How to bulk edit Jekyll frontmatter with Python

526 Words • Jekyll • 05/20/2024

When I was first working on my digital garden I had a number of different Jekyll categories (Article, List, Stub, Notes) that I wanted to collapse into one Garden category. I had 60+ posts at the time and knew that I didn’t want manually go in and change every file. I didn’t find much on Google but I found exactly what I needed in this guide by Zoran Čučković on how to bulk edit posts for Jekyll. It uses the python-frontmatter package which is a lovely library that makes it very simple to read and write (Jekyll-style) YAML frontmatter with Python.

This guide/script worked almost perfectly for me out of the box, but I could never be so lucky. When I was running my Python script I noticed that files that shouldn’t have been changed were being changed. I initially thought the problem was me and that my code was incorrect, but then I realized that the frontmatter data was being written back in alphabetical order because of the YAML library that python-frontmatter uses.

Although I do appreciate alphabetical order as an organization method, I had a specific order of frontmatter attributes that I wanted to keep and didn’t want to change. I didn’t want to patch python-frontmatter to update its PyYAML calls, but with a simple Google search I was able to find oyaml, a drop-in replacement for PyYAML (what python-frontmatter uses), which preserves dict attribute ordering. All you have to do to use it is to import it with the same name as PyYAML module (yaml) before you import python-frontmatter so that it uses oyaml instead of PyYAML. Like so:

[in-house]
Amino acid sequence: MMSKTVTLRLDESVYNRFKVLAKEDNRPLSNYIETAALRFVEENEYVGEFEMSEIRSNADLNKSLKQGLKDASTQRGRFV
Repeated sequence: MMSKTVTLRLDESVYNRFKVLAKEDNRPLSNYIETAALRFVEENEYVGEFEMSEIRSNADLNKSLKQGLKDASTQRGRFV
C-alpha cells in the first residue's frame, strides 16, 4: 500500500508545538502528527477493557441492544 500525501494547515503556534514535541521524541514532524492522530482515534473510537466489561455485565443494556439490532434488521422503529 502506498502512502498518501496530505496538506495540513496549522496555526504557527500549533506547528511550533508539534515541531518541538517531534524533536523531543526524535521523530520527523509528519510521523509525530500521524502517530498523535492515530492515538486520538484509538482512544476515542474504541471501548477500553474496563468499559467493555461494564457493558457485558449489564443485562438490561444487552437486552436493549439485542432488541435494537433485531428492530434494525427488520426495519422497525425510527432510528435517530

# must be imported before frontmatter and as yaml
import oyaml as yaml 
import frontmatter

My final script ended up looking something like this:

import os

import oyaml as yaml 
import frontmatter

for file_name in os.listdir("_posts"):
    # get file path to post within post directory
    file_path = os.path.join(post_directory, file_name)

    # load post with python-frontmatter
    post = frontmatter.load(file_path)

    # make some kind of modification to the frontmatter
    if post["type"] == "recipe":
        post["layout"] = "recipe"

    # write back updated post to file
    with open(file_path, "w", encoding="utf-8") as file:
        file.write(frontmatter.dumps(post))

Once you have your script set up to bulk edit Jekyll frontmatter the possibilities are endless. You could:

  • Migrate from using the permalink to the slug attribute to create a flexible linking system in Jekyll
  • Change layout names depending on category
  • Rename tag or merge into other tag

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